Saturday, June 29, 2013

Stubs - Despicable Me

Despicable Me (2010) Starring the voices of: Steve Carell, Jason Segel. Miranda Cosgrove, Russell Brand, Kristen Wiig, Will Arnett, Danny McBride, Jemaine Clement, Jack McBrayer, Julie Andrews. Directed by Pierre Coffin, Chris Renaud. Produced by Chris Meladandri, John Cohen, Janet Healy. Screenplay by Cinco Paul, Ken Daurio. Original Story by Sergio Pablos. Run Time: 95 minutes. U.S.  Color. Animated, Crime, Comedy

The Summer of Reboots and Sequels, at least the 2013 version, continues, but for a change there is a sequel that I’m actually looking forward to, the follow up to Despicable Me, aptly named Despicable Me 2. And as with any sequel/reboot it’s always nice to remind yourself why you’re looking forward to it, by going back and re-watching the original.

When I first went to see the first film in a theater, I didn’t go in with great expectations. While I appreciate Steve Carell, I can’t say I’m a major fan of his and Mac Guff, a French CGI Animation studio acquired by Illumination Entertainment, had never made a film before. But the inaugural pairing of the two turned out to be a very funny animated feature that appeals to a wide audience.

The film opens with the world realizing that the Great Pyramid of Giza has been stolen. The world wonders which super villain took it. The answer is not Gru (Steve Carell), who decides to top the crime by shrinking and stealing the moon, a plan he announces to his Minions, several hundred or possibly thousands of genetically altered yellow creatures who talk in a giggly language that sometimes sounds like English.

Gru, voiced by Steve Carell, is a super villain.
Though the announcement seems sudden, Gru promises his Minions that he and his partner, Dr. Nefario (Russell Brand), have been planning this theft for some time. In fact, Gru’s fascination with the moon goes back to his own childhood, when his mother, Marlena (Julie Andrews), was never supportive.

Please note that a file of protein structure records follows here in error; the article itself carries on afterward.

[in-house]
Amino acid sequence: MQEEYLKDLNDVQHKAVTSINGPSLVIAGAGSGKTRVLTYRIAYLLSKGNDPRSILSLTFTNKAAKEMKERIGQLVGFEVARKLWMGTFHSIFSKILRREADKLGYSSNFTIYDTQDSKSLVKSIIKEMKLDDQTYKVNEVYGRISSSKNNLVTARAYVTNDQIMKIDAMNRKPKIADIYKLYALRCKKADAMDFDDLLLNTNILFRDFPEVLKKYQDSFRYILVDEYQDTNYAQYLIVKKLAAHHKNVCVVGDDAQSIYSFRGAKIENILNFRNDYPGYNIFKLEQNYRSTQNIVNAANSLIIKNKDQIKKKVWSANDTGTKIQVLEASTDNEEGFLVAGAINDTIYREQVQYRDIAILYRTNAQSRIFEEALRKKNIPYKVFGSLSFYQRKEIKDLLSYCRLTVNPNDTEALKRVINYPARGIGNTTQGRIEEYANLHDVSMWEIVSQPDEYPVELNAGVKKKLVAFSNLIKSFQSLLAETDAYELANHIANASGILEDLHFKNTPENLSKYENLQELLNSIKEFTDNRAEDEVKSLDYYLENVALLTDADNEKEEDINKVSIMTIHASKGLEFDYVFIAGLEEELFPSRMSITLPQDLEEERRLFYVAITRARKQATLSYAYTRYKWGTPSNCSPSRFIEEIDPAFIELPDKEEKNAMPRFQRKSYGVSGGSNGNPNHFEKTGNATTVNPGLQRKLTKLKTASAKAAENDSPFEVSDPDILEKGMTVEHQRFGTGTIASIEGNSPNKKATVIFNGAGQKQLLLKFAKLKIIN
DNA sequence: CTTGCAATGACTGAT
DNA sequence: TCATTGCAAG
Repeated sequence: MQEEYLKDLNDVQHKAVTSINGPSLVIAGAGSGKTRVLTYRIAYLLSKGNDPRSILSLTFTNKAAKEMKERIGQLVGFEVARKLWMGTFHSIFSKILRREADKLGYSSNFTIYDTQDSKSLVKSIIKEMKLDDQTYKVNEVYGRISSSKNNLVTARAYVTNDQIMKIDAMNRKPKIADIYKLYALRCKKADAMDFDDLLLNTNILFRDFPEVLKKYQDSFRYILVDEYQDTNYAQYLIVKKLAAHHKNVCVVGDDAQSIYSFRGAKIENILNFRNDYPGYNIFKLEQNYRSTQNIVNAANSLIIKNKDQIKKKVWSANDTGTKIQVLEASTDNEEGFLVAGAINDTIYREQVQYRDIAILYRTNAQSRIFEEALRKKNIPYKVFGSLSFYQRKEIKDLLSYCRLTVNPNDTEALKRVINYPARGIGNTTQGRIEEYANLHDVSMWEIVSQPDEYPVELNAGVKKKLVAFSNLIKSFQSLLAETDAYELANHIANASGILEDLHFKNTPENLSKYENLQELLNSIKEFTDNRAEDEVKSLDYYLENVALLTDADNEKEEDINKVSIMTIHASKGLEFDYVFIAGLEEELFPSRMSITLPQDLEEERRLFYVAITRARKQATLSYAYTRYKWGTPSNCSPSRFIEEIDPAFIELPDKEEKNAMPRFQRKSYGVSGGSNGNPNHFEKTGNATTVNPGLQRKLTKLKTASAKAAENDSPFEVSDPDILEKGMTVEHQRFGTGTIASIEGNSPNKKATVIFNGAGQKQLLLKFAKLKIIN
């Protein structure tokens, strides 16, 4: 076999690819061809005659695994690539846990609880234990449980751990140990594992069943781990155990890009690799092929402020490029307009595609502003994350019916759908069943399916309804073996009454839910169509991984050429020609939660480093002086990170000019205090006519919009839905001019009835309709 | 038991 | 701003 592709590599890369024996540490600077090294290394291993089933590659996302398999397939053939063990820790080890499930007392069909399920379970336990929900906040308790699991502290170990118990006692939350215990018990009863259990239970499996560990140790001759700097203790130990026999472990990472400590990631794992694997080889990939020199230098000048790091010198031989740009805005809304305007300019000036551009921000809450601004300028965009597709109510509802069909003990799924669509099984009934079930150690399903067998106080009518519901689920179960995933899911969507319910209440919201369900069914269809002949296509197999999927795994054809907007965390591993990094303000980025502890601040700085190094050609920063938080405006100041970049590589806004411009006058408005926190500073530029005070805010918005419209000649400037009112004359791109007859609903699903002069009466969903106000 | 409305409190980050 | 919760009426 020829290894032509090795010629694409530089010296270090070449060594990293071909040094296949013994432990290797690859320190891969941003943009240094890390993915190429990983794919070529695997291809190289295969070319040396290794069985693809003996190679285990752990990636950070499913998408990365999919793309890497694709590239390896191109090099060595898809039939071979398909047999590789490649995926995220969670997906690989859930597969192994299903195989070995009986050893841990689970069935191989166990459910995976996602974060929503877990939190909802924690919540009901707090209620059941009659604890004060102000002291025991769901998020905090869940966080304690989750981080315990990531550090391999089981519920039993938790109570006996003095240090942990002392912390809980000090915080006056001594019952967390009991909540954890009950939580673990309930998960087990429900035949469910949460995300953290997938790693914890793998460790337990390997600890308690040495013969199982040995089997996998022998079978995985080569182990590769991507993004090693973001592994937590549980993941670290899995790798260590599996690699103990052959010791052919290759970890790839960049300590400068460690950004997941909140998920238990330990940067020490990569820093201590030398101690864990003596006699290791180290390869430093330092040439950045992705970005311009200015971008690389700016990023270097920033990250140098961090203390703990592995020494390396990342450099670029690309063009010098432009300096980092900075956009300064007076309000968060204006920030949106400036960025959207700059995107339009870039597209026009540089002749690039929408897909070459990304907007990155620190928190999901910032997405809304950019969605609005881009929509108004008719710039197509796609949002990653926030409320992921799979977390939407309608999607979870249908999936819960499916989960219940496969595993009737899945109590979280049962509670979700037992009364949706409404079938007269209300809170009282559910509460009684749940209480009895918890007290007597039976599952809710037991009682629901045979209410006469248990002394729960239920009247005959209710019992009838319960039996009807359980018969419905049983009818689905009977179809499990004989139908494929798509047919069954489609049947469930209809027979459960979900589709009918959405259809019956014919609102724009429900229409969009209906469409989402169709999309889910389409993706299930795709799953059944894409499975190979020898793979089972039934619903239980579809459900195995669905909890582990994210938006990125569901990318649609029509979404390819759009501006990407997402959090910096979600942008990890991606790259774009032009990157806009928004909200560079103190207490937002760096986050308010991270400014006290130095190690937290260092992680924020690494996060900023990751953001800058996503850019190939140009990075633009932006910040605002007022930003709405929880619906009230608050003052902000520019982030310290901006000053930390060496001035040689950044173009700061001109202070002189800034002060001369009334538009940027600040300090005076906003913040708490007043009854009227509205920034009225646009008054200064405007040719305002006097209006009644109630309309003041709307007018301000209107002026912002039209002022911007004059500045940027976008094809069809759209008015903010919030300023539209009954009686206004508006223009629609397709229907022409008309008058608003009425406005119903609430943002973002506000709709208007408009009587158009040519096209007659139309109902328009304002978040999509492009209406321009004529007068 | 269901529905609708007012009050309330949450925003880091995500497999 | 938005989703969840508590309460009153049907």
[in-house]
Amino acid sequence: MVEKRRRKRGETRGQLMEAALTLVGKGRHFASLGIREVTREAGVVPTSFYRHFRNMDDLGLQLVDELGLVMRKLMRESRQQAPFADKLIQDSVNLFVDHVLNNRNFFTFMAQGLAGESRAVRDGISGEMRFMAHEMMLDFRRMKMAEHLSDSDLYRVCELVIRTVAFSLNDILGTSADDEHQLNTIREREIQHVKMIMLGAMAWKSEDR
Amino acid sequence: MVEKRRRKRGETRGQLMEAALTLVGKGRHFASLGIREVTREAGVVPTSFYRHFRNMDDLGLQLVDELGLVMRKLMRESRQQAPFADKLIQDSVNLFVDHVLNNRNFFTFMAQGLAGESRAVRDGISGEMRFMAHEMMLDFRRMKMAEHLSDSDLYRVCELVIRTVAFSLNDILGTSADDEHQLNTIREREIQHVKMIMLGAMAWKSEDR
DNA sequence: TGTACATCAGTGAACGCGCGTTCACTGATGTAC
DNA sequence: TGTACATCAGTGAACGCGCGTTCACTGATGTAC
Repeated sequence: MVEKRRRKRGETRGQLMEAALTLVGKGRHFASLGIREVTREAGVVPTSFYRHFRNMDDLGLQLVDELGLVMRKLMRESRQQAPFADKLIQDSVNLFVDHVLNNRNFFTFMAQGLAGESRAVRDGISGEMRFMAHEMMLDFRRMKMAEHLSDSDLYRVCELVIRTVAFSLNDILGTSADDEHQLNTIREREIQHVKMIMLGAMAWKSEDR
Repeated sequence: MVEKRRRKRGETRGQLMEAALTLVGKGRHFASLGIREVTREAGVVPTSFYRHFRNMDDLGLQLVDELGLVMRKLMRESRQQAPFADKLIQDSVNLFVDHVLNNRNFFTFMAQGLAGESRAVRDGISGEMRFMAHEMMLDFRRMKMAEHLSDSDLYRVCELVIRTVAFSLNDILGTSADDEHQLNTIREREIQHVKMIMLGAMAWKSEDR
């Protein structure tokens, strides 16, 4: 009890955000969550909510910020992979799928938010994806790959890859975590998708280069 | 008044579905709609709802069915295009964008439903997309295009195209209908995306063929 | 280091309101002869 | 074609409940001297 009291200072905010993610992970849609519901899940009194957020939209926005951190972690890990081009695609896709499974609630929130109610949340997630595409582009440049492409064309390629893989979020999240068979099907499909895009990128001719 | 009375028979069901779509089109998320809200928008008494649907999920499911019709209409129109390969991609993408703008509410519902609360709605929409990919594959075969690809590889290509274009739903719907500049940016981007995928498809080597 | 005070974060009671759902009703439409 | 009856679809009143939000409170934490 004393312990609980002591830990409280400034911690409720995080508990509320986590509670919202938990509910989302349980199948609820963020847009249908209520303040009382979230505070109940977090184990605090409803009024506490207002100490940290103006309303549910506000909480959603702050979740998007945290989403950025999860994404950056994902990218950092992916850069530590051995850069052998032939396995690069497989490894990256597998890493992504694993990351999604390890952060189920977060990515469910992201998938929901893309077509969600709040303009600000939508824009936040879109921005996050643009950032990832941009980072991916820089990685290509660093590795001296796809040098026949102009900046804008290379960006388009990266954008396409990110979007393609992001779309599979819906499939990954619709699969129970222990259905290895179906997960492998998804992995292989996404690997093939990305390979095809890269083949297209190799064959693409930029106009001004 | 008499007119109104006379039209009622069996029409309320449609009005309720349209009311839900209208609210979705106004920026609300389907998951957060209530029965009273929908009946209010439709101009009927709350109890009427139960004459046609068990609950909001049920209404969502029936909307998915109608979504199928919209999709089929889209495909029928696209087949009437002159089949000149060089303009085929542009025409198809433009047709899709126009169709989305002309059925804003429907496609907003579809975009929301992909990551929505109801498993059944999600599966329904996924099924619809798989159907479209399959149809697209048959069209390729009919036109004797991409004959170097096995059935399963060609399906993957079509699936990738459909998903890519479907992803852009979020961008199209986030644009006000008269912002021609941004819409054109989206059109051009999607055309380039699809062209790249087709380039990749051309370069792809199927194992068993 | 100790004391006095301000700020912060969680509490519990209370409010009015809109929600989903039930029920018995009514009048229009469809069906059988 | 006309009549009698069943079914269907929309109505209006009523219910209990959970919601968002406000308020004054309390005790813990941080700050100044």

Even when Gru builds a working rocket, his mom is unimpressed.
But like any business venture, stealing the moon takes capital. And like any other small businessman, Gru goes to the bank to get a loan. But he doesn’t go to just any bank, instead it’s the Bank of Evil run by Mr. Perkins (Will Arnett). But despite being impressed by Gru’s planning, Perkins wants him to get the Shrink Ray Gru’ll need first before he’ll give him the money.

Mr. Perkins, the President of the Bank of Evil, looks a lot like Dilbert's boss.
Stealing the Shrink Ray from a secret base in Asia (which I took to be North Korea) was easy, but Vector (Jason Segel), an up and coming super villain, quickly steals it from Gru. And Gru tries to steal it back from Vector’s fortress, but is defeated by several booby traps Vector has planted around his home. (In a nice touch, The Giza Pyramid, painted to look like the sky, stands right behind the fortress.)  However,despite the problems he’s having, Gru notices three orphan girls, Margo (Miranda Cosgrove), Edith (Dana Gaier) and Agnes (Elsie Kate Fisher) have no trouble gaining access to sell cookies.

Vector Perkins with the Shrink Ray. I think he looks a little like Bill Gates.
The light bulb goes off for Gru and he decides to adopt the girls. Using fake credentials as a dentist, Gru goes to Miss Hattie’s (Kristen Wiig) Home for Girls. Miss Hattie is all too happy to get rid of the three and despite the references, being typed in by the minions, readily agrees. But Gru’s house is not a place for girls and he has no interest in being a parent. The girls for their part know the hardships of Miss Hattie’s and are willing to put up with a lot of bad parenting in return, just as long as they get to attend their ballet class.